Adverts for junk food could soon be banned on the London Underground as part of plans to tackle childhood obesity in the capital.
London Mayor Sadiq Khan unveiled the plans, which would will also extend to other public transport, including buss and the Overground.
Mr Khan says that "bold steps" are required in order to do the right thing for young people and alleviate pressure the health service.
He said: "It can't be right that in a city as prosperous as London that where you live and the income you have can have a massive impact on whether you have access to healthy, nutritious food and your exposure to junk foodadvertising.
"I'm determined to do all I can to tackle this issue with the powers I have and help Londoners make healthy food choices for themselves and their families."
The aim of the London Food Strategy is to reduce the level of child obesity in the capital by 2028, and it will now be subject to a consultation.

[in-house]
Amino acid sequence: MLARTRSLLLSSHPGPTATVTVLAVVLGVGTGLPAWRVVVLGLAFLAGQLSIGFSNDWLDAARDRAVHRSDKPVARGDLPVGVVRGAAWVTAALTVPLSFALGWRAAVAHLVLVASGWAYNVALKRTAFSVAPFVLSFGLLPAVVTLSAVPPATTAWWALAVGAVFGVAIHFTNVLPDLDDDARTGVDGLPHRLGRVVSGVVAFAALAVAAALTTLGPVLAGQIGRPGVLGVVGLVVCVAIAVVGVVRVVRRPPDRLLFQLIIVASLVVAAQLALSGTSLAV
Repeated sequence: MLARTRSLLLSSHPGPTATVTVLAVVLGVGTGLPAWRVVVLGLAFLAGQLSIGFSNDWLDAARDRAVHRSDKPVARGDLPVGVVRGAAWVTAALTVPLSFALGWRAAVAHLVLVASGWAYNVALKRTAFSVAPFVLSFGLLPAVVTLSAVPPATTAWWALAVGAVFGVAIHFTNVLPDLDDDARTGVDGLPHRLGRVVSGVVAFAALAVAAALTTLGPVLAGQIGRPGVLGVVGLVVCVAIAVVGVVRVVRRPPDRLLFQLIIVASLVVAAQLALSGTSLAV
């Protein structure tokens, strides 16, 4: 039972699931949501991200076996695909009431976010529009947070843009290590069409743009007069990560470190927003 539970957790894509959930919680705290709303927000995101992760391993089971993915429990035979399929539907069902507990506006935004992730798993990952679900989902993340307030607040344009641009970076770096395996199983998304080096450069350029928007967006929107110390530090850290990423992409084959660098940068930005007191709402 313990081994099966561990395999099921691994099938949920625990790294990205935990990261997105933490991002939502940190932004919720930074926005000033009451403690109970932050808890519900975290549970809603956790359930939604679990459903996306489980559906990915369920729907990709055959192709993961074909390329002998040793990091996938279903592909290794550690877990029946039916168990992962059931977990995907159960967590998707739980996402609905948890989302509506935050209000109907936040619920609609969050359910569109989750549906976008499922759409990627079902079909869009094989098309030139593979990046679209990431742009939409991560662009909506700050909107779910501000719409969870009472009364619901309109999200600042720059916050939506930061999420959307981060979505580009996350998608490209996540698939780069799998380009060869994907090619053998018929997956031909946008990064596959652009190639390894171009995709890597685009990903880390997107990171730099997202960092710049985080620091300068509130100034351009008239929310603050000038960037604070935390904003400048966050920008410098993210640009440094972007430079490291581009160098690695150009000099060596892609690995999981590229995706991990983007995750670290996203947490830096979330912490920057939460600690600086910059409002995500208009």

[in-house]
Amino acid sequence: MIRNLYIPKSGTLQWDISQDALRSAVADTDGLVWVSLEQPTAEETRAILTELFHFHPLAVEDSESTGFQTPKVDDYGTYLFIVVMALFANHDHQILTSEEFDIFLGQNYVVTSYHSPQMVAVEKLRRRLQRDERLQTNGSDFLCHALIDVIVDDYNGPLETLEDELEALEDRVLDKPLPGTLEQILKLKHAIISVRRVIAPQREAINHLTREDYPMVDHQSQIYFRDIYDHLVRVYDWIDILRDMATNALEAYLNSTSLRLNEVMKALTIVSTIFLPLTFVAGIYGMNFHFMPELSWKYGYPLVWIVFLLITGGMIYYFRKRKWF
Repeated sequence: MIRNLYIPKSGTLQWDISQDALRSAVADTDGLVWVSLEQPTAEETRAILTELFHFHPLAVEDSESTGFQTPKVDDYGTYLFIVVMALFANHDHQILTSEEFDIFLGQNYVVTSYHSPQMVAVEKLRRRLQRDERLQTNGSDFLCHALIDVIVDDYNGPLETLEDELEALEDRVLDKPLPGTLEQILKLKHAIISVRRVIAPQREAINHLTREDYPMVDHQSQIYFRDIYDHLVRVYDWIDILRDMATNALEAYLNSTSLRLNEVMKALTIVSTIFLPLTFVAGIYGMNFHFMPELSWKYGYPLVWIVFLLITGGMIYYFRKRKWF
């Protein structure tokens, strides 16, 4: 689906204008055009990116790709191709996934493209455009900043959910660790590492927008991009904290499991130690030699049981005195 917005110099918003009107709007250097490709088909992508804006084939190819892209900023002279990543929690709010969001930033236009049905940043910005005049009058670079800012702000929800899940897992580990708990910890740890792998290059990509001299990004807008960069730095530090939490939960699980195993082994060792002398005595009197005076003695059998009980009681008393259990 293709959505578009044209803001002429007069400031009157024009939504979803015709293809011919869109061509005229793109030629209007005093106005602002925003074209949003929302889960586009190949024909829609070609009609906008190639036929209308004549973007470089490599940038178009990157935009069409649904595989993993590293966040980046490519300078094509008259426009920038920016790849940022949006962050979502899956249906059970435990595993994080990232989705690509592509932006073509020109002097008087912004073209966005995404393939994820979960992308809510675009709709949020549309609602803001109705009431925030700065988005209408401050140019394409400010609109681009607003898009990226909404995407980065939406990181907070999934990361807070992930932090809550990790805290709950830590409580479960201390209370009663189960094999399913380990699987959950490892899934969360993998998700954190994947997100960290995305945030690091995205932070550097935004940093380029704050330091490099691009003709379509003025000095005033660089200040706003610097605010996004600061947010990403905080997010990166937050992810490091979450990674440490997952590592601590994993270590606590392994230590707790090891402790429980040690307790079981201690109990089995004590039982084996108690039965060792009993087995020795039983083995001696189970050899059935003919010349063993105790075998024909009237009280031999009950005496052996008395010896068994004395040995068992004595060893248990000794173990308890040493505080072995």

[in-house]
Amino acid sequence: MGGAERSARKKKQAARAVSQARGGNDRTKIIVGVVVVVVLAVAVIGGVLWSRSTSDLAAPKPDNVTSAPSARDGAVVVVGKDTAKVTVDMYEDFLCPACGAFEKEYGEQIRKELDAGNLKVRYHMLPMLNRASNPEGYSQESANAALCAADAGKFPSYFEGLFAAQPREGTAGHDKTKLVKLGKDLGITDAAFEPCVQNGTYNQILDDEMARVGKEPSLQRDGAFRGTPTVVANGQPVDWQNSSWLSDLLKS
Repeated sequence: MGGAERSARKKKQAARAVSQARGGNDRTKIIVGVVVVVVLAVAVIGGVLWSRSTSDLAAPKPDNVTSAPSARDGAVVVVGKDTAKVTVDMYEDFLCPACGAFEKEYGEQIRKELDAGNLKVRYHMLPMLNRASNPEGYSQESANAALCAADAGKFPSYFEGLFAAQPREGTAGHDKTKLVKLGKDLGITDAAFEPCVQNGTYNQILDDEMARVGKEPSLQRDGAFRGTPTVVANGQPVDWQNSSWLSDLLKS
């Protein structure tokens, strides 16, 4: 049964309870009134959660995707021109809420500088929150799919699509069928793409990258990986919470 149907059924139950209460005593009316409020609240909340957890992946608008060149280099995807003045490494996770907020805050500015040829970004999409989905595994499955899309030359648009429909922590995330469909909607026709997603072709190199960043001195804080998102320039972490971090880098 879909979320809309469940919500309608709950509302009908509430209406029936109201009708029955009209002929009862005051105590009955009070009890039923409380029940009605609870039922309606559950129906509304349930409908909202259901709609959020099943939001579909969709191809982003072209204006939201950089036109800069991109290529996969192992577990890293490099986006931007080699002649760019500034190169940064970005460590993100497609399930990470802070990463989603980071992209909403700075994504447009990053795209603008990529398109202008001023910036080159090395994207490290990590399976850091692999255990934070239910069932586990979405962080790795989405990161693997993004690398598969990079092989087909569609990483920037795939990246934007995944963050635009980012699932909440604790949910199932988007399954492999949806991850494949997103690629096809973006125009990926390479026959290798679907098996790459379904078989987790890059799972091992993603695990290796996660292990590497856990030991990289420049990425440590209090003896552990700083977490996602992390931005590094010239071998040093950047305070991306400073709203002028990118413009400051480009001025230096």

Another aim of the strategy is to ban new hot food takeaways opening within 400 metres of schools.
Professor Dame Sally Davies, the Chief Medical Officer for England, said: "The evidence is clear that although it is not a silver bullet, restricting the amount of junk food adverts children are exposed to will help reduce obesity.
"Children are inundated with adverts for unhealthy food so this is a really encouraging move and a bold step in the right direction."
Justine Roberts, founder of Mumsnet, said parents would be grateful for measures that reduce "pester power".
She added: "Food manufacturers have done well in bringing down salt levels in everyday foods, making it easier for families to be healthier; it would be great if they could collectively act on sugar and fat to help parents ensure that children have a balanced diet."
London has one of the highest child overweight and obesity rates in Europe, with almost 40% of children aged 10 and 11 overweight or obese.